Inflation and increased demand: an impossible calculation

The numbers just don’t add up. The cost of everything – and the need for it – is only increasing,  which means disposable income is decreasing as people struggle to regain their footing after the pandemic. The result? Many of our neighbors are trying to solve an impossible calculation each month.

The havoc inflicted by inflation on our most vulnerable populations is making headlines and news stories everywhere—the Food Bank of Contra Costa and Solano was even recently featured in a national news story discussing the hardship of single parents.

According to the Bureau of Labor Statistics, the cost of food has increased 10% over the prior 12 months, the largest increase since March 1981. With the cost of living at the highest it has been in 40 years, many emergency benefits have also come to an end. For many families, it feels impossible to keep up.

We hear directly from clients how rising prices force them to make impossible choices at the grocery store, and why they turn to the Food Bank: “I cry to myself because, like today, I didn’t even eat breakfast. I buy spinach, tomatoes, green peppers….$80, just for a little bit of food! Sometimes, I have to eat beans and rice, because I have no money for meat and chicken. I feel like crying because I have nothing to eat—but this helps a lot.” Alehiem, a local senior citizen, is referring to the fresh produce and frozen meat she recently received at a Community Produce Program+ distribution.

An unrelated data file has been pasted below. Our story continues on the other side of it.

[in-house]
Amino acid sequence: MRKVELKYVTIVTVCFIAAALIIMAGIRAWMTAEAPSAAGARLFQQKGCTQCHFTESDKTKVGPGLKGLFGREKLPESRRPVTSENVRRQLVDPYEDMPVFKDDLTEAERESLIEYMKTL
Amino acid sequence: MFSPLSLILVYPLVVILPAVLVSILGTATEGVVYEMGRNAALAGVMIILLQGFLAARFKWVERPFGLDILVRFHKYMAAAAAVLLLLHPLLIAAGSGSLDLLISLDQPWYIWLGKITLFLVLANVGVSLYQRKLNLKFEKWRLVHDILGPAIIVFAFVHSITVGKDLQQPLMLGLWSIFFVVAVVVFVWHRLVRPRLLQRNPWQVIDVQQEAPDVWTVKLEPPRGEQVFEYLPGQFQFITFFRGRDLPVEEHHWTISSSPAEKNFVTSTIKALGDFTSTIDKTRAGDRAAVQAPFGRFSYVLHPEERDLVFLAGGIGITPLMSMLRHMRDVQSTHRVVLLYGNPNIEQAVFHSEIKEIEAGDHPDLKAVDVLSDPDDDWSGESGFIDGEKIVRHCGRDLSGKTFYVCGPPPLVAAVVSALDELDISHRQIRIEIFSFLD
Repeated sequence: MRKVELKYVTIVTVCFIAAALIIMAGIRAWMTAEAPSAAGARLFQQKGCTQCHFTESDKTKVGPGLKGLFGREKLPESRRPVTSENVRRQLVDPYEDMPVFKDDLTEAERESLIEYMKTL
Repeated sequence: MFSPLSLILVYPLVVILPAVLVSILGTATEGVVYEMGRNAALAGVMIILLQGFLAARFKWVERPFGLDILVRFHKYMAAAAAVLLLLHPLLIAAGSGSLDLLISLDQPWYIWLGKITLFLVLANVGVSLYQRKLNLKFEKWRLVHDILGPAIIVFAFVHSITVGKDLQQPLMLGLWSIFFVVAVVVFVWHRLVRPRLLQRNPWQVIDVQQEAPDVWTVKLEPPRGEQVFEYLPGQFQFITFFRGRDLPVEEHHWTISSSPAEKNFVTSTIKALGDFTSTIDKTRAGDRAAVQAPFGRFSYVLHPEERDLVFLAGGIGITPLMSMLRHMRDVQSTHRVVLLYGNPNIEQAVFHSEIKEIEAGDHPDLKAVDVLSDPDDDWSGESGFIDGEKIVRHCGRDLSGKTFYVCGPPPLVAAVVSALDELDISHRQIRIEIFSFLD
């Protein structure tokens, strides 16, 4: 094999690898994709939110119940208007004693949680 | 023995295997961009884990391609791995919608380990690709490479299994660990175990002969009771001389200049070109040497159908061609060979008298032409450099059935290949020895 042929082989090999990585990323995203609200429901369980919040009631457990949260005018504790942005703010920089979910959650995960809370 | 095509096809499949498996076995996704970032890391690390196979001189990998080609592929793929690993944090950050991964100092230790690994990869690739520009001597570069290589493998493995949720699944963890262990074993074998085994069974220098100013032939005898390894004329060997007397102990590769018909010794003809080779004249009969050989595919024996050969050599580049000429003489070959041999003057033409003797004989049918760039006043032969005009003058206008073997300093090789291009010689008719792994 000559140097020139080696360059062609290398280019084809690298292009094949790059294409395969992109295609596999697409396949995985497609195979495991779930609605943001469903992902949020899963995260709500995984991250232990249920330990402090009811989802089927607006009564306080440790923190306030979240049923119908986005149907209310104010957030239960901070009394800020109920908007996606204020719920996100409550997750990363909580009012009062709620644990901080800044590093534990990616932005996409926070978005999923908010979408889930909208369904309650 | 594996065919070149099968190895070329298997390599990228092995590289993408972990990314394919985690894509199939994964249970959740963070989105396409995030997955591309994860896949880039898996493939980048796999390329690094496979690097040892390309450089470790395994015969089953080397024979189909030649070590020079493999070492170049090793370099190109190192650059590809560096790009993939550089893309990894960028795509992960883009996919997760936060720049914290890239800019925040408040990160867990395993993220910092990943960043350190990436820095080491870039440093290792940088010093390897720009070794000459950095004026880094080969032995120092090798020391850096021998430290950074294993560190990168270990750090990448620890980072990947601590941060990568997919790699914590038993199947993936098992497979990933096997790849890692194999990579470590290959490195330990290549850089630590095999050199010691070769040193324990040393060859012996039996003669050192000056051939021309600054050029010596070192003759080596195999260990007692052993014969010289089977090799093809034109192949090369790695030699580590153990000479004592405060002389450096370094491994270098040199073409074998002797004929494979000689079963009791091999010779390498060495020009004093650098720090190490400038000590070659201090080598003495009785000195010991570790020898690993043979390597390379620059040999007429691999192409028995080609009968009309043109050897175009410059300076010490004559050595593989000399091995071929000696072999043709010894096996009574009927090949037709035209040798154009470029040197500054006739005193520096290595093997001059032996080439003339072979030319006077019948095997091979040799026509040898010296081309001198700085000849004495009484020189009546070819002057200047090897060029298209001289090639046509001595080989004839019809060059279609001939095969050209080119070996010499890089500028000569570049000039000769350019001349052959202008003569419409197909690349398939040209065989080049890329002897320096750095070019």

The Food Bank, which is currently serving over 270,000 people each month, is unfortunately not immune to the impacts of inflation. Every aspect of our operations, including purchasing food, transporting food, energy for cold storage, costs for fuel and even vehicle maintenance, have seen significant increases. 

The fact that we’re already seeing a decrease in food donations, as we approach the traditionally slower giving season, means the Food Bank will need to buy even more food—

at higher prices—to fill the gap and meet the current uptick in demand. 

While the waters may be rough, we are committed to navigating our way to sustainable and nourishing solutions for all. The Food Bank relies on the support of our community, including generous donors, corporate partners and government programs, to provide food to our neighbors seven days a week. 

If you can support the Food Bank’s efforts during these ever-changing times, your donation will be matched dollar for dollar through May 31 thanks to the 2 Million Meal Challenge, supported by the Behring Global Educational Foundation. Your donation can help us meet our biggest match ever and go twice as far to help our community.